Baton Rouge [La.] May 29th /63.
General. feeling deeply interested in the cause which you have espoused, I take the liberty to transmit the following, concerning the colored Troops engaged in the recent battles at Port Hudson.
I arrived here the evening of the 26th Inst, was mustered and reported to Maj. Tucker for duty–
During the night I heard heavy connonadeing at Port Hudson. Early next morning I obtained permission and went to the front. But was so much detained, I did not reach our lines until the fighting for the day had nearly ceased– There being no renewal of the engagement the following day–I engaged in removing and administering to the wounded, gathering meantime as much information as possible concerning the battle and the conduct of our Troops. My anxiety was to learn all I could concerning the Bravery of the Colored Reg. engaged, for their good conduct and bravery would add to your undertakings and make more popular the movement. Not that I am afraid to meet unpopular doctrins, for I am not. But that we may show our full strength. the cause should be one of general sanction.
I have ever believed, from my idea of those traits of character which I deemed necessary to make a good soldier, together with their history, that in them we should find those characteristics necessary, for an effictive army. And I rejoice to learn, in the late engagements the fact is established beyond a doubt.
The following is (in substance) a statement personally made to me, by 1st Lt. Co. F. 1st R[egiment]. La. Native Guard who was wounded during the engagement.
“We went into action about 6. A.M. and was under fire most of the time until sunset.
The very first thing after forming line of battle we were ordered to charge– My Co. was apparrently brave. Yet they are mostly contrabands,1 and I must say I entertained some fears as to their pluck. But I have now none– The moment the order was given, they entered upon its execution. Valiantly did the heroic decendants of Africa move forward cool as if Marshaled for dress parade, under a most murderous fire from the enemies guns, until we reached the main ditch which surrounds the Fort. finding it impassible we retreated under orders to the woods and deployed as skirmishers– In the charge we lost our Capt. and Colored sergeant, the latter fell wraped in the flag he had so gallantly borne– Alone we held our position until 12. o'clock when we were relieved–
At two o'clock P.M. we were again ordered to the front where we made two separate charges each in the face of a heavy fire from the enemies Battery of seven guns–whose destructive fire would have confuse and almost disorganized the bravest troops. But these men did not swerve, or show cowardice. I have been in several engagements, and I never before beheld such coolness and darring–
Their gallantry entitles them to a special praise. And I already observe, the sneers of others are being tempered into eulogy–”
It is pleasant to learn these things, and it must be indeed gratifying to the General to know that his army will be composed of men of almost unequaled coolness & bravery–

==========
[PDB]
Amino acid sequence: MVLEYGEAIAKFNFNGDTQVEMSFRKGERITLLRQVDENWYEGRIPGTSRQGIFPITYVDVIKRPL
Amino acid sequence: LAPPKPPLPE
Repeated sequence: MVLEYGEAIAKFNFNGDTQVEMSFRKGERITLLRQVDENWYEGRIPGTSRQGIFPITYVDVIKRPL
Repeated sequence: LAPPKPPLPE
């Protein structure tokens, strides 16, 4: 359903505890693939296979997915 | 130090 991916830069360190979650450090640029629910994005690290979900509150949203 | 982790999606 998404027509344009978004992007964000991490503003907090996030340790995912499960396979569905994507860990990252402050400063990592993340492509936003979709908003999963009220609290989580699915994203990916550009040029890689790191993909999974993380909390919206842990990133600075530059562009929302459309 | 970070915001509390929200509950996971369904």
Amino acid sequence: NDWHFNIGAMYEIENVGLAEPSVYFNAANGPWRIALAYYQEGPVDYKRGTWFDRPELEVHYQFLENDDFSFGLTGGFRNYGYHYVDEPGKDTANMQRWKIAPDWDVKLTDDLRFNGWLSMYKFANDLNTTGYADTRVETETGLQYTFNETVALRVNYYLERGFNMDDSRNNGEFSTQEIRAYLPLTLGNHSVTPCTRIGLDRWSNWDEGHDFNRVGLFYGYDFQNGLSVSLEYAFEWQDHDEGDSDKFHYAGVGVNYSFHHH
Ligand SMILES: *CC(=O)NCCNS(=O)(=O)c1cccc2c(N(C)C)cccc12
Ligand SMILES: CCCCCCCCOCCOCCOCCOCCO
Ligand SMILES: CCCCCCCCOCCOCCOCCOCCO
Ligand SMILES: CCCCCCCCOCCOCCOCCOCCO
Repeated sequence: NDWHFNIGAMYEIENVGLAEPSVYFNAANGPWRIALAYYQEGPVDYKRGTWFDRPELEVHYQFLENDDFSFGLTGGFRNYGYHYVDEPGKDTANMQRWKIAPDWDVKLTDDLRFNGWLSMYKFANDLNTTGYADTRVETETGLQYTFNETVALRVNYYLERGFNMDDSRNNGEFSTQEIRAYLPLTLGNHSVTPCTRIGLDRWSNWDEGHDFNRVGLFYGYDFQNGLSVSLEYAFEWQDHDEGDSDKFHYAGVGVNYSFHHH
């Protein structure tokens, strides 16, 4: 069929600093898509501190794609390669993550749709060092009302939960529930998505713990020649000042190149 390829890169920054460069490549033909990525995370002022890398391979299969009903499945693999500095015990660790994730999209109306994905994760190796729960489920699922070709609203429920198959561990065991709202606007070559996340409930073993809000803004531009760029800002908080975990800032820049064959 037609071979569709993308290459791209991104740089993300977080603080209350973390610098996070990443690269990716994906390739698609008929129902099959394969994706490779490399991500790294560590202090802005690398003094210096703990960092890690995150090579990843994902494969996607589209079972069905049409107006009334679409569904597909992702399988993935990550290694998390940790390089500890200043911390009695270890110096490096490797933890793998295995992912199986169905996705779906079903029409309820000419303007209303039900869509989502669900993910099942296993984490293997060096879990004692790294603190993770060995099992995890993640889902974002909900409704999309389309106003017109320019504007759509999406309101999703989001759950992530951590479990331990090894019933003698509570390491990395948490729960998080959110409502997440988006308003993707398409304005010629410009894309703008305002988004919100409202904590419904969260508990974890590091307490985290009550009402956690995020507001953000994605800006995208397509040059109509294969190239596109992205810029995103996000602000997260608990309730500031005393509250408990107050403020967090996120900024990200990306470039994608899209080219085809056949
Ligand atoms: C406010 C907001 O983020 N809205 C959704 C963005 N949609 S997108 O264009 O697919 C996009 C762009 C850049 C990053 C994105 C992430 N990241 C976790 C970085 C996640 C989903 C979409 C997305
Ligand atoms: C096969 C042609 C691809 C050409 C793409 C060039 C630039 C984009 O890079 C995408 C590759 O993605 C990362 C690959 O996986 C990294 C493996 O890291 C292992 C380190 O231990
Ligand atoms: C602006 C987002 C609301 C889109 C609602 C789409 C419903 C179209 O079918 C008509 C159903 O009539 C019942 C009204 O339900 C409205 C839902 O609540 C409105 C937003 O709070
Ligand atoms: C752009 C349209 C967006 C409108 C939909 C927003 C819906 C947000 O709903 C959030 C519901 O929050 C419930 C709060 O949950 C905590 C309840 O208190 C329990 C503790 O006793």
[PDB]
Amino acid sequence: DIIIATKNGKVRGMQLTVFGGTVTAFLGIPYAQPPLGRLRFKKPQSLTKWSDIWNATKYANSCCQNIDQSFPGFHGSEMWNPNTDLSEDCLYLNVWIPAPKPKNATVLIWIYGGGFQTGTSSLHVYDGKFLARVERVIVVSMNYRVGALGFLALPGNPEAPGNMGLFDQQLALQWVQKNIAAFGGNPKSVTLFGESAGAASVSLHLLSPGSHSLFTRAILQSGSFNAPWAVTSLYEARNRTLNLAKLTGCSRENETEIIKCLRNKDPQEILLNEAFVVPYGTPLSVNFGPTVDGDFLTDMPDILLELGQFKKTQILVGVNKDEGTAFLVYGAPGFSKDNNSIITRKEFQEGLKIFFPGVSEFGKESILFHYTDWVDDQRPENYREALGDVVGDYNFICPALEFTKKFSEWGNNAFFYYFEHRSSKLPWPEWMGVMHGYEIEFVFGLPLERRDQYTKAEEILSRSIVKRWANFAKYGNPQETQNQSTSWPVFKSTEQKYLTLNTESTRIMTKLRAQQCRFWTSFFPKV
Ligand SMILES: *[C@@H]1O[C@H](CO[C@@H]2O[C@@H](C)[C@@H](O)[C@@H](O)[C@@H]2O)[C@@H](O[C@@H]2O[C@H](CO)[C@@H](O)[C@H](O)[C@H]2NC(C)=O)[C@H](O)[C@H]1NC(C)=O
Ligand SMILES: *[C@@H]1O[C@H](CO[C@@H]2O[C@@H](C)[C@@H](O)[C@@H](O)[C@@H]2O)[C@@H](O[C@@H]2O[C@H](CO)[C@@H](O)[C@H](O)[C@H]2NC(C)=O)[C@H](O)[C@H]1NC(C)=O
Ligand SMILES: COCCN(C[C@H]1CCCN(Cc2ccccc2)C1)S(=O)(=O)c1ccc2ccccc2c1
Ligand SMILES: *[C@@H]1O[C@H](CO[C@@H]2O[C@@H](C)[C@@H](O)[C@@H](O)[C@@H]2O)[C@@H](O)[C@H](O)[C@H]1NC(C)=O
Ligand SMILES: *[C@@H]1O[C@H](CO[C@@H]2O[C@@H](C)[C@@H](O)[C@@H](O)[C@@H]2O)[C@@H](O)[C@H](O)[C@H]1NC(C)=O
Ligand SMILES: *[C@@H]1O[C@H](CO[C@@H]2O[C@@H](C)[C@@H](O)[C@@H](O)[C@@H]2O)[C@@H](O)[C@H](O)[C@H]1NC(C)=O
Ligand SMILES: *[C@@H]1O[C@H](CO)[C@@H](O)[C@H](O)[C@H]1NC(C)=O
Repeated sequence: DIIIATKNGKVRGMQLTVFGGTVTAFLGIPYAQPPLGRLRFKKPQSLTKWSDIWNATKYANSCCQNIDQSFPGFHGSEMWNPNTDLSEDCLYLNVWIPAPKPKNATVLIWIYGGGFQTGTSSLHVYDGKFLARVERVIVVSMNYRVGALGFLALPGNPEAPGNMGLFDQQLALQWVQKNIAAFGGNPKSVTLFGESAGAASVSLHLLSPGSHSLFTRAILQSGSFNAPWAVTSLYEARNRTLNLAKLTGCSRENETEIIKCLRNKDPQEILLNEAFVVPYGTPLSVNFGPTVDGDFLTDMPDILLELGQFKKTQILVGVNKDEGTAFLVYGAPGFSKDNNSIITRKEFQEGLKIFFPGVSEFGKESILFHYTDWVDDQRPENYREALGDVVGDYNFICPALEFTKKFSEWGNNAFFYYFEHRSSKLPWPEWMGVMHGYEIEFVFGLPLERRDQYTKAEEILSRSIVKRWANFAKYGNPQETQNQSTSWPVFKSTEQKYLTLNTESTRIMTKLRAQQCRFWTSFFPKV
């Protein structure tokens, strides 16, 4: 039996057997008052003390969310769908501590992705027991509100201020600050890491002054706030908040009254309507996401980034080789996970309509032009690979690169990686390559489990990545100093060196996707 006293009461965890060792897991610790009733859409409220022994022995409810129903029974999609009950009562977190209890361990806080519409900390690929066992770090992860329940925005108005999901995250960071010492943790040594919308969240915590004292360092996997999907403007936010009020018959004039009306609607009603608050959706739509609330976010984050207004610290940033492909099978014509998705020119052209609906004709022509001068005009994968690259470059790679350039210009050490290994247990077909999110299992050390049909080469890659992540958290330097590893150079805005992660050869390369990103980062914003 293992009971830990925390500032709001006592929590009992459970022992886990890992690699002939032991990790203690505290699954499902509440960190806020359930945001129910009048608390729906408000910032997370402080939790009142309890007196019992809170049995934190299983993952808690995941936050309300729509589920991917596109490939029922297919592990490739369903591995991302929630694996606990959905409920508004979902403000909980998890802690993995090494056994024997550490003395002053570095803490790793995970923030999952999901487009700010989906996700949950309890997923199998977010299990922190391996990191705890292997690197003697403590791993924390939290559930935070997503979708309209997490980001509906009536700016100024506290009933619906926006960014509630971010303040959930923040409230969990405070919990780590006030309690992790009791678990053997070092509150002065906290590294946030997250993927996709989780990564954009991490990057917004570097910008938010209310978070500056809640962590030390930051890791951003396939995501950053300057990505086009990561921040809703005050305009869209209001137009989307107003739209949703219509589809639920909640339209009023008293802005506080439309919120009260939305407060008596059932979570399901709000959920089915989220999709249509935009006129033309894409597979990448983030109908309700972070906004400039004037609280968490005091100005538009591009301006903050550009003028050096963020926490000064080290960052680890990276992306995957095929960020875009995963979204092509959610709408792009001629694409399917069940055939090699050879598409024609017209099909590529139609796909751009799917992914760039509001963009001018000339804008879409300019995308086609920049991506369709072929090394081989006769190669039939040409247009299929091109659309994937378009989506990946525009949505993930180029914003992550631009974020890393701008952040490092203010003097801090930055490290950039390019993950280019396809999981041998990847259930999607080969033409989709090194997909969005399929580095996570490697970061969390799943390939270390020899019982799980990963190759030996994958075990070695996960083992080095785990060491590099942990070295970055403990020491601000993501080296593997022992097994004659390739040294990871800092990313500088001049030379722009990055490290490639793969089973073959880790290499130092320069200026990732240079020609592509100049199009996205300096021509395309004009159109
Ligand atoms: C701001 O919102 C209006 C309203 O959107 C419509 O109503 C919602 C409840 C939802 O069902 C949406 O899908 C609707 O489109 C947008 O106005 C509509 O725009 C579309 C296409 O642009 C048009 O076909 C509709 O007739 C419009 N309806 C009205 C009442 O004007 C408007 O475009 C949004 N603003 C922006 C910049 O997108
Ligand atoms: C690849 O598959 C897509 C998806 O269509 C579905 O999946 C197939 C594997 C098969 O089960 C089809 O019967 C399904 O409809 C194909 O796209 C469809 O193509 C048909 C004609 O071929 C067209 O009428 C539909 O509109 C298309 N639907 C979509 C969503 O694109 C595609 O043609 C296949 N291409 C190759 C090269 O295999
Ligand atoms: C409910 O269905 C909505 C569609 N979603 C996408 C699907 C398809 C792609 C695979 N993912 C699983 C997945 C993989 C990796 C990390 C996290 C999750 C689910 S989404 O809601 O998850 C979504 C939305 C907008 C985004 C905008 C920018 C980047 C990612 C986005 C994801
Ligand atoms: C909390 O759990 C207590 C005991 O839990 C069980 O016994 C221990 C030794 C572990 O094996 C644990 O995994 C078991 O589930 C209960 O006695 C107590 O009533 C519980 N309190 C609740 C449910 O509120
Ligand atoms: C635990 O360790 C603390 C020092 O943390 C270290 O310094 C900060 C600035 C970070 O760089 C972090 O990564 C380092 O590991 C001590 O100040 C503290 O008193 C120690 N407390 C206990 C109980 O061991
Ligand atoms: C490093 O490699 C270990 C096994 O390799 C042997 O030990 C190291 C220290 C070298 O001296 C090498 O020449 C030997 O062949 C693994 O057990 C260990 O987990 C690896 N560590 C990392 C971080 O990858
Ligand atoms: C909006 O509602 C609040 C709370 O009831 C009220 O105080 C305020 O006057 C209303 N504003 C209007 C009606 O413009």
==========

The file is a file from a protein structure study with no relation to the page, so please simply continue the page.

The men of our Reg. are very ready in learning the drills, and the officers have every confidence in their becoming excellent soldiers.
Assureing you that I will always, both as an officer of the U.S. Army and as a man, endeavor to faithfully & fully discharge the duties of my office, I am happy to Subscribe Myself, Very Respectfully, Your Most Obt. Servt,
Elias D. Strunke
Capt. Elias D. Strunke to Brig. Genl. D. Ullman, 29 May 1863, D. Ullmann Papers, Generals' Papers & Books, series 159, Adjutant General's Office, Record Group 94, National Archives. Strunke was an officer in the 5th Regiment U.S. Volunteers (later redesignated 82nd U.S. Colored Infantry), one of the black regiments under General Daniel Ullmann. Two decades later, when Ullmann wrote a report of his military service for the Adjutant General's Office, he recounted the battlefield performance of the three black regiments at Port Hudson on May 27, 1863: “They were on our extreme right where the ground was very broken and covered with an exceedingly tangled abattis. They made six or seven charges over this ground against the enemy's works. They were exposed to a terrible fire and were dreadfully slaughtered.” Acknowledging that “it may be doubted whether it was wise to so expose them,” Ullmann argued that “the conduct of these Regiments on this occasion wrought a marvellous change in the opinion of many former sneerers.” (Bt. Major General Daniel Ullmann to Gen. Richard C. Drum, 16 Apr. 1887, Generals' Reports of Service, series 160, Adjutant General's Office, Record Group 94, National Archives. General Nathaniel P. Banks, Union commander of the assault on Port Hudson, exemplified the transformation in attitudes toward black soldiers, asserting in his official battle report that “Whatever doubt may have existed heretofore as to the efficiency of organizations of this character, the history of this day proves conclusively . . . that the Government will find in this class of troops, effective supporters and defenders.” (M.G.C. N. P. Banks to Major General Halleck, 30 May 1863, vol. 26, Union Battle Reports, series 729, War Records Office, Adjutant General's Office, Record Group 94, National Archives.)
1. I.e, former slaves.